This has caused them to focus increasingly on the quality of what they can produce; and although the higher prices don’t offset the loss entirely, every little bit helps.
With the exception of certain focused projects like these, pressure on washing stations and other external factors throughout Ethiopia to have led to some aggressive purchasing of cherries with less regard to price and quality. This has arguably contributed to a decline in cup quality and coffee health markers such as water activity and moisture content.
As with any coffee-producing country or region, relationships remain a critical factor in quality discovery and assurance, and this has proven to be a particularly interesting year in Ethiopia!
What is Happening with Experimental Lots in Ethiopia?
The perspective in Ethiopia on experimental processing has shifted 180 degrees over the past few years. I remember in the 2016 harvest when we produced the first honeys from areas of Yirgacheffe and Kochere, and how we had to physically bring buyers to the Ethiopian Coffee & Tea Authority to prove there would be a market for the coffee, then get multiple layers of approval just to export the coffee.
However, when experimental Ethiopian coffees began to make waves in the competition circuit, and when Cup of Excellence began to operate in Ethiopia, the profit potential of experimental processing became clear. Now, minimum mandated prices for experimentally processed coffee have skyrocketed, more than doubling what they were a couple weeks ago.
In fact, many producers have adjusted their strategies to focus exclusively or primarily on experimental processing lots. This may pose some risk due to the inherent technical challenges related to quality processing and the fact that the price and value of experimental lots is predicated on its exclusivity and rarity.
Ultimately, the pendulum will likely swing closer to the middle in a while; but for now, the global market may witness a deluge of mediocre experimental lots from Ethiopia in addition to the truly special lots.
With All This Change, Where Are We Headed in the Coffee Industry?
We believe that with prices skyrocketing and political and logistical challenges ballooning, now is the time we’ve all been training for in the specialty coffee industry.
If we are truly to be supportive of coffee producers in the short term and long term, we must open our minds, learn as much as possible about what’s happening and provide support for good work with actual dollars.
Higher prices will hopefully accompany other value additions such as higher cup scores and better traceability, which allows us to carry this through to consumers with a unified story.
We stand at this precipice together. Even though the Ethiopian legacy is millennia old, I believe that the story of Ethiopian specialty coffee is just beginning.
[Editor’s note: Daily Coffee News does not publish paid content or sponsored content of any kind. Any views or opinions expressed in this piece are those of the author and are not necessarily shared by Daily Coffee News or its management.]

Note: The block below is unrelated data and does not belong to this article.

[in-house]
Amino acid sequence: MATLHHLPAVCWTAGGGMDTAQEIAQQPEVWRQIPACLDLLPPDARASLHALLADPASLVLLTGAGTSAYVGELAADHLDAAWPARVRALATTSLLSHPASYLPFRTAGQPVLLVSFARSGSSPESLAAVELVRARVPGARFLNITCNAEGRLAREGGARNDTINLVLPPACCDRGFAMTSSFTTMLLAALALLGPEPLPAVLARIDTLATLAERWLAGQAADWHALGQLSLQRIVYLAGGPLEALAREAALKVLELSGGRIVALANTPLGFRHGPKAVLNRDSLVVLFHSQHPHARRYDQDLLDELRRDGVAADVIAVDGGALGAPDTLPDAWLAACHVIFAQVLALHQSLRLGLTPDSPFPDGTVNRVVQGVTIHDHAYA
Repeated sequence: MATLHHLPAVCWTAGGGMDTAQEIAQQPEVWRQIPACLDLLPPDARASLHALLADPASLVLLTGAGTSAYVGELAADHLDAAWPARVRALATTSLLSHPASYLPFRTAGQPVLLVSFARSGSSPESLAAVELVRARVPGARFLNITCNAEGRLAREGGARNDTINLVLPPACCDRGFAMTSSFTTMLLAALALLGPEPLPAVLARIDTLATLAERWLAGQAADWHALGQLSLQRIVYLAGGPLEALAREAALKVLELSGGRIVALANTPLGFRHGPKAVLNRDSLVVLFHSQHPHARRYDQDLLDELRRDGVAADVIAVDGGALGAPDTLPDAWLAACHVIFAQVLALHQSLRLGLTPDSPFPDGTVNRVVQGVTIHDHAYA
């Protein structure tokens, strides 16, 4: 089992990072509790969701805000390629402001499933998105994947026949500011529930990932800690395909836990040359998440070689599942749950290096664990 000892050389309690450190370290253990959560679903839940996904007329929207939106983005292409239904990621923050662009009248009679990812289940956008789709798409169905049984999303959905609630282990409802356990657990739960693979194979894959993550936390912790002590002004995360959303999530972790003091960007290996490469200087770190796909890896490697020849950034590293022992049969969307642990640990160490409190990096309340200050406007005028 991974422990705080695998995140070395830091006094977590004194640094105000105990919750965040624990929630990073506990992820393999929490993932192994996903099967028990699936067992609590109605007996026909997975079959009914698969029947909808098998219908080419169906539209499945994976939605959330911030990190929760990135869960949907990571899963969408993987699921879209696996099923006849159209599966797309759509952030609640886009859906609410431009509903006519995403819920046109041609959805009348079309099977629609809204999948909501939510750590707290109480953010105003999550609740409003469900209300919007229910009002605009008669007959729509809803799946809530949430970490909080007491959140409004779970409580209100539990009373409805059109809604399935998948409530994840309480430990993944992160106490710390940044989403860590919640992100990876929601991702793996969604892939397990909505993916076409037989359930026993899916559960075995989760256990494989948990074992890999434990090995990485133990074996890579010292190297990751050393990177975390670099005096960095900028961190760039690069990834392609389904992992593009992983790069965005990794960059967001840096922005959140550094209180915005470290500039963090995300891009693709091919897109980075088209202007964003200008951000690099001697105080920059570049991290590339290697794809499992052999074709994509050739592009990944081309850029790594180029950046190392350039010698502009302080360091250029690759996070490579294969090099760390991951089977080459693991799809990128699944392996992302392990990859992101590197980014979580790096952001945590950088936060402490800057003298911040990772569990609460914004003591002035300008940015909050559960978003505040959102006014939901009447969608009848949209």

Founder and CEO of Catalyst Trade, Emily McIntyre is a serial coffee entrepreneur and journalist focused on re-inventing specialty coffee sustainability. Based in Portland, Oregon, Emily has lived in Ethiopia and consulted in nearly every aspect of the coffee supply chain from farm to the cafe. Learn more at www.catalyst-trade.com.
For some one non-Ethiopian talk about non-war issue.
Your post surely brings awareness to the impact of war, oppression, and inflation all over the world. The Ethiopian coffee legacy is to be admired no doubt.
We, too, share the love of specialty coffee from all corners of the world at https://gallacoffeeblog.co.uk/
We unify with you in hopes that a new chapter will be written for them and their dedicated work.
Coffee must be Ethiopia’s Brand
By: SintayehuGirma Aytaged
Ethiopian Coffee&Tea Authority Ethics &Anti corruption Directorate Director
In the 21st century all world integrated in strong market linkage. Especially in this globalization season most countries tries to promote and sell their unique products as a brand of their own country brand. If a country didn’t build its own brand for a unique product it allows others to talk negatively.
Warren Buffet thefamous 3rdbillionaire of the world tells ”it takes 20 years to build brand/good will but it takes only 5 second to destroy it.” He continued “it will be tolerable foe wasting money in one’s organization but there is no any tolerance against our good will/brand of our organization.” This famous billionaire takes the global economic crisis as good opportunities to build his company brand. He believed that the main reason of the 2008 global economic crisis is injustice tax payment of developed countries around the world. To elaborate this idea he mention his own experience and say”when the income tax rate of America increases the tax rate will be decreases this is the cause of the economy gay between rich and poor“ he proved that when Buffet pay 15% of income tax where as his secretary pays 35%. Buffet criticized this is completely injustice. There are some wise people, companies and countries thatuse this situation to bring acceptance to their organization.